Computer scientists at Brown University in Providence, Rhode Island have developed a program that uses a computers webcam to determine where on the screen the user is looking.
The program, WebGazer.js, monitors the position of the users’ eyes, and extrapolates the angle of their gaze, and where that intersects with the display. It was designed in a way that makes it easily added into any website, and requires only a brief and simple installation in the users’ web browser.
For those concerned about their personal security and privacy, the software cannot be installed without user permission, and no video is recorded or shared at all. The only data that is shared is the location on the page at which the user is focusing, and for how long.
Knowing where a user is looking when using any given website is very valuable information for it’s developers. It helps them know which areas are getting the most attention, and which areas are missed or unused. This can help them make the website more efficient and intuitive.
According to Alexandra Papoutsaki, the Brown University graduate student and lead software developer on the project, “We see this as a democratization of eye-tracking. Anyone can add WebGazer to their site and get a much richer set of analytics compared to just tracking clicks or cursor movements.”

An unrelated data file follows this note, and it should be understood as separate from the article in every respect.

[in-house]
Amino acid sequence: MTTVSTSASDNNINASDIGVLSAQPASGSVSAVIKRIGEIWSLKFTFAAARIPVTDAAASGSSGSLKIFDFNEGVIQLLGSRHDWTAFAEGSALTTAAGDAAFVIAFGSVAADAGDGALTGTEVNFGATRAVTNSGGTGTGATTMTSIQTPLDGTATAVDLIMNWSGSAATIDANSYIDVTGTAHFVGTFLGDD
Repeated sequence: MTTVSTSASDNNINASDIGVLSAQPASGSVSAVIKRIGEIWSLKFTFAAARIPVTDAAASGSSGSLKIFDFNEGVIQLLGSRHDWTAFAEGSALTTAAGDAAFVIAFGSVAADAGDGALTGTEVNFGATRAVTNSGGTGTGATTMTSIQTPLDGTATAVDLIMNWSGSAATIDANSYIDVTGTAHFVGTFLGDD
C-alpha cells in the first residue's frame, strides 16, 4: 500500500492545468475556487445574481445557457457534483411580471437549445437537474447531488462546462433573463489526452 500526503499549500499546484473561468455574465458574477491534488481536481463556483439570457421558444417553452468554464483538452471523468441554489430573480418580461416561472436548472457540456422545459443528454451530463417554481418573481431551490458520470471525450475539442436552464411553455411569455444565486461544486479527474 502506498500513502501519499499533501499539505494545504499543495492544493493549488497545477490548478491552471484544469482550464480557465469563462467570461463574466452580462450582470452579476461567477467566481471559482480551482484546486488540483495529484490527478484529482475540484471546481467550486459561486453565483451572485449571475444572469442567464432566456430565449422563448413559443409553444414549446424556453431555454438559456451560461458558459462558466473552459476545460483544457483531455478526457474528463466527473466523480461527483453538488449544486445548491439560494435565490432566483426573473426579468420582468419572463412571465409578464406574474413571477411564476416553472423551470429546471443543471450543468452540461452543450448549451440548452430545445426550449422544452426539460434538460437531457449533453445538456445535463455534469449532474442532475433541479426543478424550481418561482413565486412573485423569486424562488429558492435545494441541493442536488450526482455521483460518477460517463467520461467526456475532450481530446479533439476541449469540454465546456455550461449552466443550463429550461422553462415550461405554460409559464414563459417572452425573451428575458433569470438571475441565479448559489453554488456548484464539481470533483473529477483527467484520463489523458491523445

The biggest benefit of this app is how it compares to the standard method of achieving the same results.
Typical eye tracking machines cost tens of thousands of pounds, and can be rather large. By eliminating those two barriers, WebGazer.js can make user metrics available to much smaller business and websites that previously would not have had access to this type of advantageous data.
“We’re using the webcams that are already integrated in users’ computers, which eliminates the cost factor,” Papoutsaki said. “;And it’s more naturalistic in the sense that we observe people in the real environment instead of in a lab setting.”